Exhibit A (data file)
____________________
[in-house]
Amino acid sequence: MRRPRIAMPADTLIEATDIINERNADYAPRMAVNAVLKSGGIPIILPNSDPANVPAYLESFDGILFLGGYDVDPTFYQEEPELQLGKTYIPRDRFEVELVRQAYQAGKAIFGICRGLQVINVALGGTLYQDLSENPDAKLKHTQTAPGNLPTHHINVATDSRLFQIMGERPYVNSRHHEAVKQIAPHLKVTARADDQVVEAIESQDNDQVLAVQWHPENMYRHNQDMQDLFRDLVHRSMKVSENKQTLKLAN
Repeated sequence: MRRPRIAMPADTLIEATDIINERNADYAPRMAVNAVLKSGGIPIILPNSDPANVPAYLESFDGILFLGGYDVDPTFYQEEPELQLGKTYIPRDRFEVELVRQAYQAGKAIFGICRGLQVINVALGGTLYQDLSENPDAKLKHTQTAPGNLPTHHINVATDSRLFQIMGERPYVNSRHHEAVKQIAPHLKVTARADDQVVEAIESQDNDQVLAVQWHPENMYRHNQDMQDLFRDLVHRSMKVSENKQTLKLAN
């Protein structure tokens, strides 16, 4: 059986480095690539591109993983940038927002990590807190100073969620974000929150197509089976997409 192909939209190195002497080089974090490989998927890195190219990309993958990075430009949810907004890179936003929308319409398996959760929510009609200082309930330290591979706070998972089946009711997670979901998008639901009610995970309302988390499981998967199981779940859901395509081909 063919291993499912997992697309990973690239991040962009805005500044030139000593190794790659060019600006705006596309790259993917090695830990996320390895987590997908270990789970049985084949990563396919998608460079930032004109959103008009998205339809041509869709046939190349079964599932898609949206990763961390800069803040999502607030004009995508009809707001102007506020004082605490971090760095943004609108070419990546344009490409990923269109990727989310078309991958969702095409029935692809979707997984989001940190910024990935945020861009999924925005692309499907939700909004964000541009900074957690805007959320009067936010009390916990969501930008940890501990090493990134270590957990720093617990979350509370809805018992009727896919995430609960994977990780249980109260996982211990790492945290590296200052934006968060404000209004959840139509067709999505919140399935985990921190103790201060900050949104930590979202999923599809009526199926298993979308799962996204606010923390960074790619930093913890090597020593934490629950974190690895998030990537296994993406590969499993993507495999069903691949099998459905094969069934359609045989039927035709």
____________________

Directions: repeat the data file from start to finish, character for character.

[in-house]
Amino acid sequence: MRRPRIAMPADTLIEATDIINERNADYAPRMAVNAVLKSGGIPIILPNSDPANVPAYLESFDGILFLGGYDVDPTFYQEEPELQLGKTYIPRDRFEVELVRQAYQAGKAIFGICRGLQVINVALGGTLYQDLSENPDAKLKHTQTAPGNLPTHHINVATDSRLFQIMGERPYVNSRHHEAVKQIAPHLKVTARADDQVVEAIESQDNDQVLAVQWHPENMYRHNQDMQDLFRDLVHRSMKVSENKQTLKLAN
Repeated sequence: MRRPRIAMPADTLIEATDIINERNADYAPRMAVNAVLKSGGIPIILPNSDPANVPAYLESFDGILFLGGYDVDPTFYQEEPELQLGKTYIPRDRFEVELVRQAYQAGKAIFGICRGLQVINVALGGTLYQDLSENPDAKLKHTQTAPGNLPTHHINVATDSRLFQIMGERPYVNSRHHEAVKQIAPHLKVTARADDQVVEAIESQDNDQVLAVQWHPENMYRHNQDMQDLFRDLVHRSMKVSENKQTLKLAN
């Protein structure tokens, strides 16, 4: 059986480095690539591109993983940038927002990590807190100073969620974000929150197509089976997409 192909939209190195002497080089974090490989998927890195190219990309993958990075430009949810907004890179936003929308319409398996959760929510009609200082309930330290591979706070998972089946009711997670979901998008639901009610995970309302988390499981998967199981779940859901395509081909 063919291993499912997992697309990973690239991040962009805005500044030139000593190794790659060019600006705006596309790259993917090695830990996320390895987590997908270990789970049985084949990563396919998608460079930032004109959103008009998205339809041509869709046939190349079964599932898609949206990763961390800069803040999502607030004009995508009809707001102007506020004082605490971090760095943004609108070419990546344009490409990923269109990727989310078309991958969702095409029935692809979707997984989001940190910024990935945020861009999924925005692309499907939700909004964000541009900074957690805007959320009067936010009390916990969501930008940890501990090493990134270590957990720093617990979350509370809805018992009727896919995430609960994977990780249980109260996982211990790492945290590296200052934006968060404000209004959840139509067709999505919140399935985990921190103790201060900050949104930590979202999923599809009526199926298993979308799962996204606010923390960074790619930093913890090597020593934490629950974190690895998030990537296994993406590969499993993507495999069903691949099998459905094969069934359609045989039927035709």